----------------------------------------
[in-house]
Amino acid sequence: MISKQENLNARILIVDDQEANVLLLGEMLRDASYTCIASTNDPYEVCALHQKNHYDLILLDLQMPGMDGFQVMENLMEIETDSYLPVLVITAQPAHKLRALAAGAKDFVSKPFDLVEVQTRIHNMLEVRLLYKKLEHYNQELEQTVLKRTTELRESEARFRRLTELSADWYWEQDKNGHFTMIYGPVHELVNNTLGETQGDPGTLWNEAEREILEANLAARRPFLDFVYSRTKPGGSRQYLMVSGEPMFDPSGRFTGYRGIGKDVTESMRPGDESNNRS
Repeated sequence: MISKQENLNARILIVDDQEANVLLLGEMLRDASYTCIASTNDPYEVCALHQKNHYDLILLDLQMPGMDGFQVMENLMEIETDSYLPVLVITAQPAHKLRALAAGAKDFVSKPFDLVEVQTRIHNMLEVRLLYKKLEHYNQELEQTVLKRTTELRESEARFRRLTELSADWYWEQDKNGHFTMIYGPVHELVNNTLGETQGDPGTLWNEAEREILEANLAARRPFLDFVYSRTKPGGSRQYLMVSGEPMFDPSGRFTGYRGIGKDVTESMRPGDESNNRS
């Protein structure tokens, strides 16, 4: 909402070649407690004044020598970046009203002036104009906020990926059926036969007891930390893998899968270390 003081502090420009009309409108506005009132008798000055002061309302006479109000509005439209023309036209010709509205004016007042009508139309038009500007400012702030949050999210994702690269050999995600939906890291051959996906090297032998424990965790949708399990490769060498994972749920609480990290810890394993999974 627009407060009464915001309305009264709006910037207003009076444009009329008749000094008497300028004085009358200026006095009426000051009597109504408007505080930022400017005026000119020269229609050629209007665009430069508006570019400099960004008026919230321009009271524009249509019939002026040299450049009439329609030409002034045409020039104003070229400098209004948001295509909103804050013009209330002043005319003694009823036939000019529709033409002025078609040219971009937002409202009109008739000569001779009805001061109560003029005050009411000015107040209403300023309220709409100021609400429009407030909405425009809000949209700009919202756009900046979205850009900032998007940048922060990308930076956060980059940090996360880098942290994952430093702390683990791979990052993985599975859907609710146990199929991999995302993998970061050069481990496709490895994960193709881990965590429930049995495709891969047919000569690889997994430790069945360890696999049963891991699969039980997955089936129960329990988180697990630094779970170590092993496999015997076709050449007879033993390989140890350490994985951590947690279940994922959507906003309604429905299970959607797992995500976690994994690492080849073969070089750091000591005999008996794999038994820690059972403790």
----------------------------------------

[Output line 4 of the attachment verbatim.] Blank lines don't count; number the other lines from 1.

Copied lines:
């Protein structure tokens, strides 16, 4: 909402070649407690004044020598970046009203002036104009906020990926059926036969007891930390893998899968270390 003081502090420009009309409108506005009132008798000055002061309302006479109000509005439209023309036209010709509205004016007042009508139309038009500007400012702030949050999210994702690269050999995600939906890291051959996906090297032998424990965790949708399990490769060498994972749920609480990290810890394993999974 627009407060009464915001309305009264709006910037207003009076444009009329008749000094008497300028004085009358200026006095009426000051009597109504408007505080930022400017005026000119020269229609050629209007665009430069508006570019400099960004008026919230321009009271524009249509019939002026040299450049009439329609030409002034045409020039104003070229400098209004948001295509909103804050013009209330002043005319003694009823036939000019529709033409002025078609040219971009937002409202009109008739000569001779009805001061109560003029005050009411000015107040209403300023309220709409100021609400429009407030909405425009809000949209700009919202756009900046979205850009900032998007940048922060990308930076956060980059940090996360880098942290994952430093702390683990791979990052993985599975859907609710146990199929991999995302993998970061050069481990496709490895994960193709881990965590429930049995495709891969047919000569690889997994430790069945360890696999049963891991699969039980997955089936129960329990988180697990630094779970170590092993496999015997076709050449007879033993390989140890350490994985951590947690279940994922959507906003309604429905299970959607797992995500976690994994690492080849073969070089750091000591005999008996794999038994820690059972403790």